As an emerging solo artist, May enjoyed solid UK hits with Driven By You and The Miracle-era offcut Too Much Love Will Kill You. But the guitarist would soon become reacquainted with the sharp end of the music business, taking his underrated 1992 solo album Back To The Light to the US for an ignominious tour where venues that could never have contained Queen were sprinkled with empty seats.
Even so, he appeared to have drawn a line in the sand, insisting “my role now is to be me”, and maintaining in an interview with Virgin Radio that “there cannot be a Queen without Freddie.” But perhaps there was still enough Freddie to sustain them.
In the spring of 1994 came the early inklings of the project that would become 1995’s Made In Heaven, as the three survivors began combing the vaults for sunken treasure. The guitarist’s memory that he had “delved deep” was no exaggeration, with The Game-era material like It’s A Beautiful Day gathered alongside the vocal parts laid down in Montreux earlier that decade. All of it, stressed May, was “very precious stuff”.
So began the emotive “jigsaw” process of turning these pencil sketches into fully orchestrated songs.
“There’s tracks like I Was Born To Love You,” noted the guitarist in the Days Of Our Lives documentary, “which was never a Queen track – that was a solo track, which Freddie did very hurriedly. So we stripped everything away, and lovingly, cherishingly re-edited all his vocals. I spent months and months piecing together our bits to make it sound like we were all in the studio together.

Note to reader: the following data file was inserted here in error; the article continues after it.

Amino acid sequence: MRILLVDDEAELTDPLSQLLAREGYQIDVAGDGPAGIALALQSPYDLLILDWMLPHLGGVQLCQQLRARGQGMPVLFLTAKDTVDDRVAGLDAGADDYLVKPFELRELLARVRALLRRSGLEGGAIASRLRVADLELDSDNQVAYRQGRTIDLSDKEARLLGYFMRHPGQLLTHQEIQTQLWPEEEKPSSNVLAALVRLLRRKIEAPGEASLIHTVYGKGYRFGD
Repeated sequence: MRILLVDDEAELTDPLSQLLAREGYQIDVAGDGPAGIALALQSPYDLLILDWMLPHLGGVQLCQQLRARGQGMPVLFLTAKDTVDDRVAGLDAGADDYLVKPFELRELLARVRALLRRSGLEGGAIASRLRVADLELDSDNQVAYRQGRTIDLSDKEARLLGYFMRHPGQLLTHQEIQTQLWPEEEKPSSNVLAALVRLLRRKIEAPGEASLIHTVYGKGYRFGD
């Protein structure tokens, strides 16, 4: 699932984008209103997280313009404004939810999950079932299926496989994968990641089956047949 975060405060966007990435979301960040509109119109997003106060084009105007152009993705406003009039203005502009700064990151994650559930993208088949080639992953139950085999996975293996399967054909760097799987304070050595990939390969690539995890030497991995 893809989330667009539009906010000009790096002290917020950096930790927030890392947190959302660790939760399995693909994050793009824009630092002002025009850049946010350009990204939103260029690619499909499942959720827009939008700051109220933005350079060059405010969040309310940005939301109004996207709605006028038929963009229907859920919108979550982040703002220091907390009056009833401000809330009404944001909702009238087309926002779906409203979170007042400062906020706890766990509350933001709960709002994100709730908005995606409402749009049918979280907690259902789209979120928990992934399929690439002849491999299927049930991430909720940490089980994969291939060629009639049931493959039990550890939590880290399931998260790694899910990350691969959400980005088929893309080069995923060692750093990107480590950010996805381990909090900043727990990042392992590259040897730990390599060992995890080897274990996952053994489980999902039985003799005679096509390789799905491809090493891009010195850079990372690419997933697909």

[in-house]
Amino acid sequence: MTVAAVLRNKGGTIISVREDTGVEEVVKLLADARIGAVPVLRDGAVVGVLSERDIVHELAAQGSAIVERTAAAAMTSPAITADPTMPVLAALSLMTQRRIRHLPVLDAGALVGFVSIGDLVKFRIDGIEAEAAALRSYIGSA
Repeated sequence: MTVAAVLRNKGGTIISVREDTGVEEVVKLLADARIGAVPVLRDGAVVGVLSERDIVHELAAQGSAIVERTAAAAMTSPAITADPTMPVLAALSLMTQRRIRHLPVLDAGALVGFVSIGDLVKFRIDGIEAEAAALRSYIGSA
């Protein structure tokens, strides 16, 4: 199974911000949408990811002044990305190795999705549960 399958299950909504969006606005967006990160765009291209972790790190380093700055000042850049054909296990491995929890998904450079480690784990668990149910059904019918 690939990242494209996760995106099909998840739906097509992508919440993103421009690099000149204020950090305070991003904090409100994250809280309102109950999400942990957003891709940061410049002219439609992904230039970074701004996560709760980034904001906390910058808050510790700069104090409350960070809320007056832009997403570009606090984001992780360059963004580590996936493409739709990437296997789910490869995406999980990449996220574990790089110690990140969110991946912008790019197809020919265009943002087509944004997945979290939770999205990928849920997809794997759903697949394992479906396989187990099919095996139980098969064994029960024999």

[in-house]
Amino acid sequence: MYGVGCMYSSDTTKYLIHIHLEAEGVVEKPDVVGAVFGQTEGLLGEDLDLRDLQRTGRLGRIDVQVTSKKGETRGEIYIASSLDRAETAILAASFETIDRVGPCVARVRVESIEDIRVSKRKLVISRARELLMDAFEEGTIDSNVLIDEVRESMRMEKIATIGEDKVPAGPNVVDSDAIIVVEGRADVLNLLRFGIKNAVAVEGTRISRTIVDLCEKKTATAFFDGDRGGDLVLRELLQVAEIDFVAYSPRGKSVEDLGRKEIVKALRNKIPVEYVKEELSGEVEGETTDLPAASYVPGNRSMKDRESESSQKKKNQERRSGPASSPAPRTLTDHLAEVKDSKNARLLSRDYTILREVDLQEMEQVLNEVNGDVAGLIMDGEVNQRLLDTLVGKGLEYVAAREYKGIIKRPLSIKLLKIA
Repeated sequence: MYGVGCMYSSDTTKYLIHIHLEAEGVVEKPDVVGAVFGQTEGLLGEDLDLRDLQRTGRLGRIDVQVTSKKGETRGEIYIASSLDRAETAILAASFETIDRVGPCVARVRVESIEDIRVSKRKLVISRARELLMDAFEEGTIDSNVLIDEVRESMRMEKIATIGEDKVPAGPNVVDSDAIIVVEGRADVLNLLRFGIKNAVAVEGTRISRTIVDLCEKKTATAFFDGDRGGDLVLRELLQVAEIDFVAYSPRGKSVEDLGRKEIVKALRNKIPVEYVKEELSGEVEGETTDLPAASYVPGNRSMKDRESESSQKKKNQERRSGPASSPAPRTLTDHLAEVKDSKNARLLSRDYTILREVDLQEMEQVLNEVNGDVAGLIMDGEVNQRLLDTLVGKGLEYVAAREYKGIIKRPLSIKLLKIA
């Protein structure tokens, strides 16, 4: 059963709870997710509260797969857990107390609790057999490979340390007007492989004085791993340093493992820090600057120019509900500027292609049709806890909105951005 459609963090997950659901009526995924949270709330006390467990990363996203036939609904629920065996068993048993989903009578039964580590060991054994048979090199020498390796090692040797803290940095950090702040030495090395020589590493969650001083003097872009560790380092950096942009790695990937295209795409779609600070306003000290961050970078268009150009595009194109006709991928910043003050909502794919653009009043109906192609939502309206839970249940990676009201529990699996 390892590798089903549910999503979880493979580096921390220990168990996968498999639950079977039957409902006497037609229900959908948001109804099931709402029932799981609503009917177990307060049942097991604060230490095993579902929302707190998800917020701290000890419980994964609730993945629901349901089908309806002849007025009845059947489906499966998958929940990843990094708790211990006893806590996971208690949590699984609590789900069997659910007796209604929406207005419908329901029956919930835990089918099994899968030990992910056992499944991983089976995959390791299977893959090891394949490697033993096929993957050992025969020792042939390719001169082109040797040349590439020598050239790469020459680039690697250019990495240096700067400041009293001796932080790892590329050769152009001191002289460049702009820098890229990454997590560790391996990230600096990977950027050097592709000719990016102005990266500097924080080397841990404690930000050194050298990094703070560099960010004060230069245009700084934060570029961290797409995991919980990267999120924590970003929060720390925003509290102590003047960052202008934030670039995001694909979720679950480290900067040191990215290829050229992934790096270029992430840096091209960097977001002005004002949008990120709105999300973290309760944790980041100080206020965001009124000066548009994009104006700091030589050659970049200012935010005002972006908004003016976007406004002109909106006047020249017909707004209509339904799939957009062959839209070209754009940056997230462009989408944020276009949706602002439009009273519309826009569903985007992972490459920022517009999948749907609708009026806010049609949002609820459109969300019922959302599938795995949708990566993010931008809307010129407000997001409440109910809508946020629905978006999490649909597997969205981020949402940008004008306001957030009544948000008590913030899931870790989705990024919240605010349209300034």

"I’m very fond of Mother Love. And it has a little piece of Goin’ Back, which was the very first thing that Freddie ever sang in the studio. I wrote to Carole King to ask her permission, and she was delightful, she was so supportive.
“The whole album is a fantasy,” May continued, “because it sounds like the four of us are there all together, having fun and making the album. Of course, for most of the time, when you’re listening, that’s not the case. It’s built to sound that way. And a lot of love went into that.”
“Brian and I, certainly, felt that we knew what Freddie would have been thinking,” added Taylor in the same documentary. “We felt like he was almost in the corner of the room. We sort of got there. And I was very pleased with the result.”